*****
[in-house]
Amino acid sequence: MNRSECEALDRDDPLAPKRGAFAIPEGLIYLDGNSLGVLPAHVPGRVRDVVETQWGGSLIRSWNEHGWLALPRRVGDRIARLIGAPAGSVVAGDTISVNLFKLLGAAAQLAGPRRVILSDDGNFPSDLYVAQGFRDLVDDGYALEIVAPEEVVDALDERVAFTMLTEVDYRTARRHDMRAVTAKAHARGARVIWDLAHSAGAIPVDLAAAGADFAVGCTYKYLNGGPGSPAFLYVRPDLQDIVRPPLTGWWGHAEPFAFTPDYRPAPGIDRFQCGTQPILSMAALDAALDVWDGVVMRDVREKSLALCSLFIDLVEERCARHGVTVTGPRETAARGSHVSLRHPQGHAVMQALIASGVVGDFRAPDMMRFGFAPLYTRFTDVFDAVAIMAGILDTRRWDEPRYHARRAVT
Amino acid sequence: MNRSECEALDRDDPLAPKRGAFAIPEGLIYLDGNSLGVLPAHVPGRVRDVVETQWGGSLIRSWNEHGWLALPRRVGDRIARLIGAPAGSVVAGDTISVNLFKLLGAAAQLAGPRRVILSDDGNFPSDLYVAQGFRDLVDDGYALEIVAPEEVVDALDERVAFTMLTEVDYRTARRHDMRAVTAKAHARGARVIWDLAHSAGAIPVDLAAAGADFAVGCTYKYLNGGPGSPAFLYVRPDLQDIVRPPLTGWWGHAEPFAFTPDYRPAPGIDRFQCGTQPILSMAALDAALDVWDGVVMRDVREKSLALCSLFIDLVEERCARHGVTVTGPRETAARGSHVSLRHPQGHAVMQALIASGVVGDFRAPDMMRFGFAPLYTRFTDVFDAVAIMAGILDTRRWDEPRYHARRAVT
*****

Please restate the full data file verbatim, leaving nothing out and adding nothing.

[in-house]
Amino acid sequence: MNRSECEALDRDDPLAPKRGAFAIPEGLIYLDGNSLGVLPAHVPGRVRDVVETQWGGSLIRSWNEHGWLALPRRVGDRIARLIGAPAGSVVAGDTISVNLFKLLGAAAQLAGPRRVILSDDGNFPSDLYVAQGFRDLVDDGYALEIVAPEEVVDALDERVAFTMLTEVDYRTARRHDMRAVTAKAHARGARVIWDLAHSAGAIPVDLAAAGADFAVGCTYKYLNGGPGSPAFLYVRPDLQDIVRPPLTGWWGHAEPFAFTPDYRPAPGIDRFQCGTQPILSMAALDAALDVWDGVVMRDVREKSLALCSLFIDLVEERCARHGVTVTGPRETAARGSHVSLRHPQGHAVMQALIASGVVGDFRAPDMMRFGFAPLYTRFTDVFDAVAIMAGILDTRRWDEPRYHARRAVT
Amino acid sequence: MNRSECEALDRDDPLAPKRGAFAIPEGLIYLDGNSLGVLPAHVPGRVRDVVETQWGGSLIRSWNEHGWLALPRRVGDRIARLIGAPAGSVVAGDTISVNLFKLLGAAAQLAGPRRVILSDDGNFPSDLYVAQGFRDLVDDGYALEIVAPEEVVDALDERVAFTMLTEVDYRTARRHDMRAVTAKAHARGARVIWDLAHSAGAIPVDLAAAGADFAVGCTYKYLNGGPGSPAFLYVRPDLQDIVRPPLTGWWGHAEPFAFTPDYRPAPGIDRFQCGTQPILSMAALDAALDVWDGVVMRDVREKSLALCSLFIDLVEERCARHGVTVTGPRETAARGSHVSLRHPQGHAVMQALIASGVVGDFRAPDMMRFGFAPLYTRFTDVFDAVAIMAGILDTRRWDEPRYHARRAVT